Posted By RichC on August 30, 2013
According to Scott McCartney who writes for the Wall Street Journal, rental car companies are keeping cars longer and accumulating more miles than in years past. The slow creep of their aging fleet is a result of the long recession and the improved quality of today’s vehicles (industry spokesmen say), but from a car renter’s perspective may also have something to do with the lack of national competition and a desire for higher profitability at the sacrifice of customer satisfaction (take a look at just how uncomfortable air travel is today). Until I read the WSJ article, I was not aware that there are only three major car rental companies: Hertz (who owns Dollar / Thrifty), Enterprise (who owns National) and Avis (who is the same company with Budget). Unless you’re headed to a vacation destination, good luck finding competition … in fact I just rented a car in Minot, ND for 2 days next week for a best price of $170! – Ouch!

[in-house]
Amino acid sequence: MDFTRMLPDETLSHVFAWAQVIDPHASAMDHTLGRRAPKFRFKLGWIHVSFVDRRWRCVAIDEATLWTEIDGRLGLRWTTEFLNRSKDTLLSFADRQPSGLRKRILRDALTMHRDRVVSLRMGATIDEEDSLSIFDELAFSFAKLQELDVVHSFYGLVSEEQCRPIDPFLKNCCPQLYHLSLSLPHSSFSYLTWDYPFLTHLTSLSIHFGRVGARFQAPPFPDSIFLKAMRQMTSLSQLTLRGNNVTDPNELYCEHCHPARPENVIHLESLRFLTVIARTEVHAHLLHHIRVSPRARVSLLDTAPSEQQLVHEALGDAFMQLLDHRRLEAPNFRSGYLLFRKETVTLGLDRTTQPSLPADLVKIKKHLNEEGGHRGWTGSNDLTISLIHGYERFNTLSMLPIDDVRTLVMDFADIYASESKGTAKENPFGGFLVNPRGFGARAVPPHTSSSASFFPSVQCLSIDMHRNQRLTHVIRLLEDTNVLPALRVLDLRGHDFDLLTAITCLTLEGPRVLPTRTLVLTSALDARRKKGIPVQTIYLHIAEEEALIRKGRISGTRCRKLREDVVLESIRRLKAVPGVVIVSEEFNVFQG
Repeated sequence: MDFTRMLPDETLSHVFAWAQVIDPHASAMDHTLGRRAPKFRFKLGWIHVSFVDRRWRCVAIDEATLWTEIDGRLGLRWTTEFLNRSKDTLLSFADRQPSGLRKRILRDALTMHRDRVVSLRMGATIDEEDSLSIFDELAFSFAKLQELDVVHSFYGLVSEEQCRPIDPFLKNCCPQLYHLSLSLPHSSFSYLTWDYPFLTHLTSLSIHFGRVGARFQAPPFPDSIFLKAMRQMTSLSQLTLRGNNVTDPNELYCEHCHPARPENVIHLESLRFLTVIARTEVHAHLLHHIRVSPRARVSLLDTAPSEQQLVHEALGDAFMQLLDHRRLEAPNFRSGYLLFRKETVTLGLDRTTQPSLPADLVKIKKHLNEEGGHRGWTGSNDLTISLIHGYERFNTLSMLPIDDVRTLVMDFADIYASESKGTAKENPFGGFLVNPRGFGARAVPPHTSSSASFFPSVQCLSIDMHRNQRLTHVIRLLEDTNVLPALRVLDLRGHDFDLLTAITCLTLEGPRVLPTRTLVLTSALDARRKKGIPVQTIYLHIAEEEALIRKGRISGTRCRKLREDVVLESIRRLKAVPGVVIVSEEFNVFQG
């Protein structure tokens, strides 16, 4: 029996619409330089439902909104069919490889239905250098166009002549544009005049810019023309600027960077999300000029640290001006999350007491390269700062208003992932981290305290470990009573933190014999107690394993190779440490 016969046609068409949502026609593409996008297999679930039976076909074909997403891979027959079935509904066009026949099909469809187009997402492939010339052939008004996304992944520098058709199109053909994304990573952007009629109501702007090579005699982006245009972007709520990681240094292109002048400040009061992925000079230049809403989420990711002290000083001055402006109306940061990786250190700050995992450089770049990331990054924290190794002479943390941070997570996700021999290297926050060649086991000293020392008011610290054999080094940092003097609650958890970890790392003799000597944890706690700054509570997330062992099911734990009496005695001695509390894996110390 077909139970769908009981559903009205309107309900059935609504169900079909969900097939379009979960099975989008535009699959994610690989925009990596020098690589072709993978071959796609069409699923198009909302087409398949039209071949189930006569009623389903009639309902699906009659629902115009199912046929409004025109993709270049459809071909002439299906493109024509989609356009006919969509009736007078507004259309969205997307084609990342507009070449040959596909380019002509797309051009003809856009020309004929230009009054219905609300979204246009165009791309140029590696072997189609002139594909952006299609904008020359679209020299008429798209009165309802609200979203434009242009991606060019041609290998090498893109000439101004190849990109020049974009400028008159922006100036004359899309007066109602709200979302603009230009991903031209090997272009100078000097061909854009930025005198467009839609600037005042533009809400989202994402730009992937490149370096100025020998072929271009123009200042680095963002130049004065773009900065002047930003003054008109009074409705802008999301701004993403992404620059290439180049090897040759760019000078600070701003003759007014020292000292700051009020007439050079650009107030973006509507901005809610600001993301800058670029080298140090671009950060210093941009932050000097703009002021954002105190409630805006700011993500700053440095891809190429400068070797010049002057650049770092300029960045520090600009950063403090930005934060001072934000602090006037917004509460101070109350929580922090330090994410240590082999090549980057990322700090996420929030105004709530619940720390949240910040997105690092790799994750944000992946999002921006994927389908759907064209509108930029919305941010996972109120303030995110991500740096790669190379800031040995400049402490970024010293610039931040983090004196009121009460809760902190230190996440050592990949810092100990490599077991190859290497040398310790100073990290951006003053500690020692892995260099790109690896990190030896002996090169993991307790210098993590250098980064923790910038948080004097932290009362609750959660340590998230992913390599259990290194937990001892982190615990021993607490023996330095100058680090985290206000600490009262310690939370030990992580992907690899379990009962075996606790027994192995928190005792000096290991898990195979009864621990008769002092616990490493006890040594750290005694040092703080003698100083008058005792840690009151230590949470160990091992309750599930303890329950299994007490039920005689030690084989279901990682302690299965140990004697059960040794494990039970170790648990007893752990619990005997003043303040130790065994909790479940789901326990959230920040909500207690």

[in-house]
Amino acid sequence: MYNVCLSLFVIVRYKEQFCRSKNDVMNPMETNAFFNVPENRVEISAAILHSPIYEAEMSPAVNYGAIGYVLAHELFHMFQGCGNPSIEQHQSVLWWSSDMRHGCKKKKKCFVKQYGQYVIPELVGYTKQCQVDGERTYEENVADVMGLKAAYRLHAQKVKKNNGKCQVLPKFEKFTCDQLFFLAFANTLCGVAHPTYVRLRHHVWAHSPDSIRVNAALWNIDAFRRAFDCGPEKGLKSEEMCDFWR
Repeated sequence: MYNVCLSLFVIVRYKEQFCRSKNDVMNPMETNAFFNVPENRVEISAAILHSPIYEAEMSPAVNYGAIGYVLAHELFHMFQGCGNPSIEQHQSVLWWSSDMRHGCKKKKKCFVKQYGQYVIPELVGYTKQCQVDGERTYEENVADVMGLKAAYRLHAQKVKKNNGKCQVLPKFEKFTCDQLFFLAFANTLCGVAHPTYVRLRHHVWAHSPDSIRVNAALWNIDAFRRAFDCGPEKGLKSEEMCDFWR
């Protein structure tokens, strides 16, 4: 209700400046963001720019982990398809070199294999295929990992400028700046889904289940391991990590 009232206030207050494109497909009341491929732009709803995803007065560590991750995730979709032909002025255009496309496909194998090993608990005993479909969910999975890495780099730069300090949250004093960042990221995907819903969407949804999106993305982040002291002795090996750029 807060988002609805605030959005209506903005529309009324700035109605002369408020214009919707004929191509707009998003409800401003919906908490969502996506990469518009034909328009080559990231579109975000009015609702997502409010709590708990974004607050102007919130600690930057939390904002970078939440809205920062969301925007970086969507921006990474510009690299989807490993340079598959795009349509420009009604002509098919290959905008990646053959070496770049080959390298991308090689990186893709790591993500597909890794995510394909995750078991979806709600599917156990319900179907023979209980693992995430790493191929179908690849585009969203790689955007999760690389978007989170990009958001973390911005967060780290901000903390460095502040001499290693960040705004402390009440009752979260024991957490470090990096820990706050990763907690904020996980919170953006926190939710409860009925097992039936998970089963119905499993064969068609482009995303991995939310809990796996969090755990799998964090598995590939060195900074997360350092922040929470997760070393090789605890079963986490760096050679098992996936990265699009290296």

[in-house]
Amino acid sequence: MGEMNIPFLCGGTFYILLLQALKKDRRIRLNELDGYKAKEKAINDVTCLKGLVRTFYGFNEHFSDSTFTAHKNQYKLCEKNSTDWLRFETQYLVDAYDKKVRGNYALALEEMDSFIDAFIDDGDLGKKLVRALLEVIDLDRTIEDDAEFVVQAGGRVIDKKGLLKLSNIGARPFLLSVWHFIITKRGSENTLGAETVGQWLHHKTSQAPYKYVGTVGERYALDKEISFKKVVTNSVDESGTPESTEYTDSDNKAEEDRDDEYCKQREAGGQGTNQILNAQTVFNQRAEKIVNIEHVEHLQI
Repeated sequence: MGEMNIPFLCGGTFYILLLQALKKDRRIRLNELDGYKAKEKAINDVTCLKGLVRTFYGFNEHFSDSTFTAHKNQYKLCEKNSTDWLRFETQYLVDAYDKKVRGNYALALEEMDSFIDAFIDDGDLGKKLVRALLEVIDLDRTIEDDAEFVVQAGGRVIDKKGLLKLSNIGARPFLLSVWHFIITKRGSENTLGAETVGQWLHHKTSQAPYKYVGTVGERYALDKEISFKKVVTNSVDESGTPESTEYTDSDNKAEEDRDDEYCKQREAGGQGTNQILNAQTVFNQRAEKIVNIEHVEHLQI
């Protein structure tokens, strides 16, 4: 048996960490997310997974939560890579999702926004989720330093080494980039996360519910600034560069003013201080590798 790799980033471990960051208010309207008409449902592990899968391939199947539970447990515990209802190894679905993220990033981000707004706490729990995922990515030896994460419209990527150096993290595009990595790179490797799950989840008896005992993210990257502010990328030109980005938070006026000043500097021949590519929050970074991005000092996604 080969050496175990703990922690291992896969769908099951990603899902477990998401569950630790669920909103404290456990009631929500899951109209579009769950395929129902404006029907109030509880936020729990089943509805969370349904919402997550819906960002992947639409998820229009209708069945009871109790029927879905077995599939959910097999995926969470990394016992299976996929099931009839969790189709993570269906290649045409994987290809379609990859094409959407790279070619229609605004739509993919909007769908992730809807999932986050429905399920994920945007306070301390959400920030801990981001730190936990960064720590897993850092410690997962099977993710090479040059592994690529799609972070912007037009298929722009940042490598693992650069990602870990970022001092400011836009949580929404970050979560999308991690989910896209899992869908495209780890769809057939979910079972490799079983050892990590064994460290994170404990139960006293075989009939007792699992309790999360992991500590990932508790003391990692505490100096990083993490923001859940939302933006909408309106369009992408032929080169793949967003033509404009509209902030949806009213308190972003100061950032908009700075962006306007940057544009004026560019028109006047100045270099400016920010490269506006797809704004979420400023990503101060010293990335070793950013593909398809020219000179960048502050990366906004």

Testing a new Mac app to create animated gifs called GifGrabber … kind of fun.
The frequent renter will most likely suffer when it comes to wear and tear issues during their trip as McCartney points out with examples in his article.
Last year I had a personal experience with a higher mileage rental and ended up returning it to Thrifty in Daytona Beach with over 38,000 miles due to an unbalanced tire. If I were driving it just a few miles I would not have bothered, but since I was “relocating it” from Florida to Ohio for the company ($7 rental for the week) it was both a comfort and safety issue … not to mention an inconvenience if a tire blew. Thankfully the company set up a return while driving north on my way, but it was still a hassle and inconvenience.
Rental-car companies have moved away from leasing new cars from manufacturers for a few months. In recent years, they’ve been more likely to buy and hold them for up to two years before selling them. The average holding time for a car at Hertz has grown to 18 months in 2012 from 10 months in 2006, for example.
So what can you do? Here are a few tips from Scott McCartney and the WSJ article.